Frontier Communications has cleared the last major hurdle in its pending purchase of AT&T's wireline operations in Connecticut as the State of Connecticut Public Utilities Regulatory Authority (PURA) has given its final approval of the acquisition.
AT&T is expanding its 1 Gig fiber-to-the-premises (FTTP) program with plans to bring the U-verse GigaPower service to four cities.
Verizon FiOS has redeemed itself on Netflix's ISP Speed Index, jumping from the No. 10 spot to the top spot with an average speed of 3.17 Mbps.
Verizon Communications is teaming up with General Electric to provide connectivity for GE's software-enabled industrial machines and devices. The partnership comes exactly a year after GE and AT&T struck a similar arrangement.
AT&T, Accuris Networks and BSG Wireless are bringing the new AT&T Wi-Fi Hub to market, making it possible for wireless operators to deliver turnkey Wi-Fi roaming services to their customers.
AT&T is using big data and network analytics to better understand its customers' network experience and thereby improve on that. Through AT&T's program, called Service Quality Management, AT&T Labs has invented "breakthrough technologies that use sophisticated analytics to make sense of this massive volume of network data and discern what customers are experiencing."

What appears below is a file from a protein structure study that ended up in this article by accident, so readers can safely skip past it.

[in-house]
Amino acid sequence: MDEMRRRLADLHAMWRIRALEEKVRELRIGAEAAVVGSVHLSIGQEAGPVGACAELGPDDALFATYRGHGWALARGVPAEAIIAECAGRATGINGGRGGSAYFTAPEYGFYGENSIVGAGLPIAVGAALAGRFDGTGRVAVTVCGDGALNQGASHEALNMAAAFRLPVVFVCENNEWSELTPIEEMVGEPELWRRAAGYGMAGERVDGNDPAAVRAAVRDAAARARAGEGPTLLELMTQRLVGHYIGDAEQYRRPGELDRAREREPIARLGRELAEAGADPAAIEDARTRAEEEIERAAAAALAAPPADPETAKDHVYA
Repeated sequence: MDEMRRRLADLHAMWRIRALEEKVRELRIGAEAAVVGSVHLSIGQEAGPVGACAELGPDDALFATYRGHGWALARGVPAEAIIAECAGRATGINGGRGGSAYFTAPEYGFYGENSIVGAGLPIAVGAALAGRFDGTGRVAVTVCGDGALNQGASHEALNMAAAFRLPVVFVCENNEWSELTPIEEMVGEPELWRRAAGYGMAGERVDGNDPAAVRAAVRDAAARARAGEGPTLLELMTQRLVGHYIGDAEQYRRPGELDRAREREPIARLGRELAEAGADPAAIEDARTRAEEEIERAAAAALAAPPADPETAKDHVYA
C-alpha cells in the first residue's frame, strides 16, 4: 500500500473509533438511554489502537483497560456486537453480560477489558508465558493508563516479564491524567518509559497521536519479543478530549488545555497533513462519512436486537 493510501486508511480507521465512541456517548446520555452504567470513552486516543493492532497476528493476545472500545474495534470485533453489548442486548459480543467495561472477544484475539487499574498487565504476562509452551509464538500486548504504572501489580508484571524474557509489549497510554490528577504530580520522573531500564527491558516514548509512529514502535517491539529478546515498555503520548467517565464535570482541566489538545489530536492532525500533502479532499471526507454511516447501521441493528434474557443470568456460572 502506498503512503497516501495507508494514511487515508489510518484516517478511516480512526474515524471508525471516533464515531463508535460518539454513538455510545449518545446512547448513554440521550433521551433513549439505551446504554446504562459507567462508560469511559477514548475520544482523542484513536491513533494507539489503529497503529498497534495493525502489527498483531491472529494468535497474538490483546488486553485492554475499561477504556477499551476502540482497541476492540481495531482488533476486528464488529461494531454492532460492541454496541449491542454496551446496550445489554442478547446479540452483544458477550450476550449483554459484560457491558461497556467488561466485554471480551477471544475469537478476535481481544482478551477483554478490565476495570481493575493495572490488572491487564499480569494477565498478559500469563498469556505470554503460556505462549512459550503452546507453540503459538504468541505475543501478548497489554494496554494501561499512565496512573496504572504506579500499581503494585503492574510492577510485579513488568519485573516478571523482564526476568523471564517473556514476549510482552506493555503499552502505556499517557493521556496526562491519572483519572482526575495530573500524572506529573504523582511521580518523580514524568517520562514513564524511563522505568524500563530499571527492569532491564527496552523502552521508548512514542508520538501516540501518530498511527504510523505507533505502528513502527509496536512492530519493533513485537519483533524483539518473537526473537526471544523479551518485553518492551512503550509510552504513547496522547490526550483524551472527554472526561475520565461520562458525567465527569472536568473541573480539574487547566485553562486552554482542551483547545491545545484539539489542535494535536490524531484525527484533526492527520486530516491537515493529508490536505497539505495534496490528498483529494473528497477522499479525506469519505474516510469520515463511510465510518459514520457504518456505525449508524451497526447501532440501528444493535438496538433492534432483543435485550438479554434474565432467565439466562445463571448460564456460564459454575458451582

Major League Baseball wants every stadium to have Wi-Fi by opening day of the 2015 season--but maybe not for the usual reasons. In a twist to the traditional model, the league says it really wants to provide Wi-Fi to its customers so they can do the marketing for them.
Chip Pickering, one of the key architects behind the landmark 1996 Telecom Act, took over the helm at Comptel as CEO in January. Sean Buckley, senior editor of FierceTelecom, caught up with Pickering at Comptel's fall show to talk about his first nine months on the job and how he sees the growth of Comptel and the changing competitive service provider landscape.
AT&T said it fired an employee who gained unauthorized access to personal information on around 1,600 customers, including their Social Security and driver's license numbers. Nearly all of the customers affected were wireless customers, according to AT&T.
Programmers are suddenly willing to play ball with OTT insurgents and are conceding to pared-down bundles targeted to millennials. But is their desperation a good thing?